Is Marathon Running Bad for the Heart?

Some interesting articles:

Is Marathon Running Bad for the Heart?

Running marathons ‘could permanently damage the heart’

Every now and then we hear about people dropping dead during marathons, and our unfit friends and family point this out to show us how “dangerous” running is. It seems in most cases these people had a heart defect. In my non-expert opinion, it certainly is possible that marathon running or over-training can cause at least a little heart damage even in healthy people, but this damage is usually temporary.

In the articles above, they examined only a small number of marathoners. We need studies that examine larger numbers of marathon runners so we can see what is really going on here.

Still, it is important to know that contrary to what many people would have us believe, completing a marathon doesn’t necessarily represent the pinnacle of fitness. Indeed, in the days and weeks following a marathon, for many runners, it is more like the opposite of fitness due to the damage caused by the running and the long recovery period. Some may even suffer from permanent injuries that can lead to being less fit and healthy in the long run. There are diminishing returns when you exercise beyond what is necessary for being fit and healthy, especially if you’re focusing almost exclusively on cardio which is what marathon-training is. As a person who has run and joggled half-marathon distances many times over the years, I can attest to this.

I’m not saying you shouldn’t run marathons. I’m simply saying, and I realize I may sound like a heretic to some, you don’t have to run or joggle marathons to be truly fit. You don’t even have to run every day to be fit, so long as you run or exercise most days of the week. Fitness shouldn’t be a form of punishment. If you run on a regular basis, don’t feel bad if you are not capable of running a marathon – it’s not the only game in town or the sole measure for determining how fit you are.

If you have a heart defect or suspect you may have one, be extra careful. See your doctor before attempting even half-marathons if you think you may have something. Also see your doctor if you decide you just want to be a total couch potato, which we know is much worse for the body than running.

Running a very long distance is overrated as a measure of fitness; marathons aren’t for everyone, but if you have the right physique, no heart defect, train properly and recover quickly, then running marathons may not be a bad idea. We at Wild Juggling want you to be creative with your fitness program, we want you to challenge yourself. But this doesn’t necessarily mean punishing yourself or pushing yourself to extremes that have more drawbacks than rewards.

4 responses to “Is Marathon Running Bad for the Heart?

  1. A dear friend of mine is in his 60’s, he ran marathons for 25 years.
    When I first met him I thought he was 80, running marathons, literally destroyed his body.
    This is a healthy, fit guy were talking about. His spine, feet and knees are un-fix-able, unless he agrees to one of the riskiest spinal procedures ever.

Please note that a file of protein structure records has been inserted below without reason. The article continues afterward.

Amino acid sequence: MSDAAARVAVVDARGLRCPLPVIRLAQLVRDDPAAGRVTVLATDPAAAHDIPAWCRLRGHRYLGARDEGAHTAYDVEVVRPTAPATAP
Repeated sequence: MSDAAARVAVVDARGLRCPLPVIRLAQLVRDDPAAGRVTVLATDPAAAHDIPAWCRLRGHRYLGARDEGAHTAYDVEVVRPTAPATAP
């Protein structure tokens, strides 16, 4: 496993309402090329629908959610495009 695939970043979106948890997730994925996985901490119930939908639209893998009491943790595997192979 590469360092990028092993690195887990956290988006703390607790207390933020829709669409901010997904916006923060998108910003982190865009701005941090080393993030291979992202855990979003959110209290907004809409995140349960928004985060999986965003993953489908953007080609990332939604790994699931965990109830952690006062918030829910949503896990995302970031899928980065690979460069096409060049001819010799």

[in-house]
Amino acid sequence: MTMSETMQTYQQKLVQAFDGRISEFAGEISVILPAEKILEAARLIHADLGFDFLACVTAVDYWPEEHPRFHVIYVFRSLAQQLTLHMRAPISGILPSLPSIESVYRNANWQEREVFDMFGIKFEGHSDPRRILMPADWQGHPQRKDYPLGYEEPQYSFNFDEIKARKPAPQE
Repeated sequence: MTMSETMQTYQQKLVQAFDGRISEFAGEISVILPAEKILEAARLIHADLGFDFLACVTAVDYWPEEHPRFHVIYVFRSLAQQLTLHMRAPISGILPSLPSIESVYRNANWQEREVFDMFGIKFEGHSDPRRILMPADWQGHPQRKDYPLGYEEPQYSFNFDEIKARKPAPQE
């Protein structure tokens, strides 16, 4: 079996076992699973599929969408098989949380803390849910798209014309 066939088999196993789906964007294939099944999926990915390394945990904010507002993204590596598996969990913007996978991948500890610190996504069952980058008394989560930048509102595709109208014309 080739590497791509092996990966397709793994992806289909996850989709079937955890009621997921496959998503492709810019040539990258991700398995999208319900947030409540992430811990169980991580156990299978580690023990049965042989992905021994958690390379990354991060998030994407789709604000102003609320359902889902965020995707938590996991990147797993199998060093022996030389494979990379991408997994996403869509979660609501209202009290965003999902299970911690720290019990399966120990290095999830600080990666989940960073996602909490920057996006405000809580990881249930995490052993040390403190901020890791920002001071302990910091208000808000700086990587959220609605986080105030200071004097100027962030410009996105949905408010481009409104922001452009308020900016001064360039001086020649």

It is very sad that someones good intentions may take them 1 foot in the grave. My sister runs marathons and I try to tell her to take it easy.
    Thanks for posting this.

  2. I’ve known people like this too. It isn’t easy figuring out how much of this is due to over-exercise or due to aging or due to genetics. Hopefully more research will be done on this, especially on ultra-marathon runners.

    Then there is Fauja Singh, who has been running marathons through his 90s who appears to be in good shape at 101. Some people have the physique(very slender, narrow-chested, slow twitch muscle fibers in their legs due to genetics) for running long distances without causing serious problems, but most people do not, in my opinion. I hope your marathoner friend will be alright, and that the surgery helps him out, if he decides to go that route. I also wish you and your sister the best, thanks for your comments. Happy New Year!

  3. Really enjoyed this read. I have been “running” for years, but just recently started for distance and time. I don’t consider myself a runner – but I am told to think differently from experts, articles, runners, etc (whatever, haha)… I think I enjoyed this so much because (with my first half-marathon coming up) friends are encouraging me to do a marathon. While, with a bit more training, I think physically and mentally I’d be good to go… I don’t want to do it. :-). Your post made me happy with my mind-set…. not because I fear some sort of random (and somewhat inconclusive data) heart problem, or anything negative as such… but your focus on fitness. I don’t need to say, “hey! I ran a marathon” or “I’m a runner….” I’m just happy I am doing something I enjoy to remain fit. (ok, enjoy = love/hate relationship with running) 🙂

    • That’s the way I see things. There’s no reason to see yourself as less of a runner just because you don’t run marathons(I’vre never been in one). Each person should have their own unique fitness goals and their own style. There’s no “one size fits all” when it comes to fitness. And as I said before, over-training can suppress the immune system in a lot of people, which is the opposite of being healthy.

      One of the ultimate goals of my blog is to inspire people to create their own approach to fitness, even if it has nothing to do with juggling. Juggling and joggling are great, but there are countless other forms of cardio you could do. Whatever you do, enjoy it. Take good care of yourself!

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